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Ohio Farm Bureau explores water quality partnerships
Ohio Farm Bureau Federation (OFBF) is working with the agriculture community in Ohio to get a water quality program started in the Ohio River Basin, which extends from New York to Tennessee.
The project started two years ago and would allow selling water quality credits for nitrogen and phosphorous. Power plants and manufacturers with high pollution costs could buy nutrient reduction credits from farms that used conservation practices. The program’s goal is to improve water quality more efficiently and reduce hypoxia in the Gulf of Mexico. Studies have indicated man-made pollution has contributed to the formation of dead zones in the ocean. The Ohio River is a major contributor of agricultural sediments in the Mississippi River basin.
“It’s the same thing that has been done with carbon trading but in this case it involves water quality,” said Larry Antosch, Ohio Farm Bureau’s senior director of program innovation and environmental policy. “In the Ohio River Basin, there are over 1,900 municipal wastewater treatment plants, 500 industrial discharges and over 100 power plants so we’re dealing with a lot of potential for trading.”
Electric Power Research Institute developed the program, which recently received $1.4 million in funding from the U.S. Department of Agriculture, American Electric Power and Duke Energy. That money will go toward starting the second phase of the project – pilot water quality trades between farmers and public utilities in Ohio, Kentucky, Indiana, West Virginia, Pennsylvania, Tennessee and Illinois.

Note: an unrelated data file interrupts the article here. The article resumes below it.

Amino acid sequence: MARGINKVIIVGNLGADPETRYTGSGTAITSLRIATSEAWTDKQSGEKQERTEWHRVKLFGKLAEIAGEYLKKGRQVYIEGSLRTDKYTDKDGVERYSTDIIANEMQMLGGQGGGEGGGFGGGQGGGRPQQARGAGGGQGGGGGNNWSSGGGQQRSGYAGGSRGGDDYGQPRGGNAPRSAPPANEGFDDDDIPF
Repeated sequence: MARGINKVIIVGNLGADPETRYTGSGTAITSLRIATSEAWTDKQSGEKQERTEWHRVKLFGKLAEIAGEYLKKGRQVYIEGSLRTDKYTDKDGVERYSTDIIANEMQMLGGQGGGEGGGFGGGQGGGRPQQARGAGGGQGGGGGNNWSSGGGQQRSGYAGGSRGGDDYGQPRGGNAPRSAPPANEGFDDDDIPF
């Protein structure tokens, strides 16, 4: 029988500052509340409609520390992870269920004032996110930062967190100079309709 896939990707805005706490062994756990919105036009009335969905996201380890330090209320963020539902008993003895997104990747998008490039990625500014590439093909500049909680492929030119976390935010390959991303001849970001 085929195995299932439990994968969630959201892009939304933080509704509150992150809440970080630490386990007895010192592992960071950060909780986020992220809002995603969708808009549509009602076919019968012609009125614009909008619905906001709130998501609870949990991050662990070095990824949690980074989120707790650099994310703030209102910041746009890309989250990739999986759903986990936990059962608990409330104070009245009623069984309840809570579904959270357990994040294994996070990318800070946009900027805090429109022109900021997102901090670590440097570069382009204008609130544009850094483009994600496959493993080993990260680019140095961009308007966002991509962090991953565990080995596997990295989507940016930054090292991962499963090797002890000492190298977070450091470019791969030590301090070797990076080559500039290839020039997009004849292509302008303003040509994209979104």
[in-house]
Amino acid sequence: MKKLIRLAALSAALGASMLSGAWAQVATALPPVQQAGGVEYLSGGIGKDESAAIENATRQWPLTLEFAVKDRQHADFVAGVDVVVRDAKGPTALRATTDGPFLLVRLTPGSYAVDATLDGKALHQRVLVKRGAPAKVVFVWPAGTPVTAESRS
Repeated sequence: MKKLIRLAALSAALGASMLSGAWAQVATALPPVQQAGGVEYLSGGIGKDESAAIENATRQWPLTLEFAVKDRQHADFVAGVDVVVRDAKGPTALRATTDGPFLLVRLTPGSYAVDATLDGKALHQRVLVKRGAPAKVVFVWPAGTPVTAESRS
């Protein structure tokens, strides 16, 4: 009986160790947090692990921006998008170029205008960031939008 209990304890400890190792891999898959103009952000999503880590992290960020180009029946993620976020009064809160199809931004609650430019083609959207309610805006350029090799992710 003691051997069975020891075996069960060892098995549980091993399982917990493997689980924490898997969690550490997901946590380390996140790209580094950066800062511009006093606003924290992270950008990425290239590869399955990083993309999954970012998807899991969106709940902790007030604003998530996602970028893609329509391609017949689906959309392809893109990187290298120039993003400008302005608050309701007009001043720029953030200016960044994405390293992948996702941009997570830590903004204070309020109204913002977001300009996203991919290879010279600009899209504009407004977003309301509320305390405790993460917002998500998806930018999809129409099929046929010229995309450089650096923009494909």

Ohio Farm Bureau and American Farmland Trust are chairing an agricultural stakeholder committee that is examining the market structure. American Farmland Trust will be contacting local soil and water conservation districts in pilot trade areas to find farmers who are willing to install conservation practices and sell their credits to utility companies. The pilot areas and utility participants have not been determined yet.
“Ohio Farm Bureau is interested in the project from a logistical standpoint. How can such a large project be set up and how will everyone agree?” asked Antosch, who said those involved in the project have been communicating through webinar sessions due to the geographic extent of the project. The goal is to have the pilot sites and participants identified and farmers under contract in 2012 with credits starting in 2013, he said.
“Farmers who participate will have a revenue stream that would help them implement conservation practices,” Antosch said. “We want to make sure that we have something in the end that farmers feel comfortable with.”
Photo by Galen Harris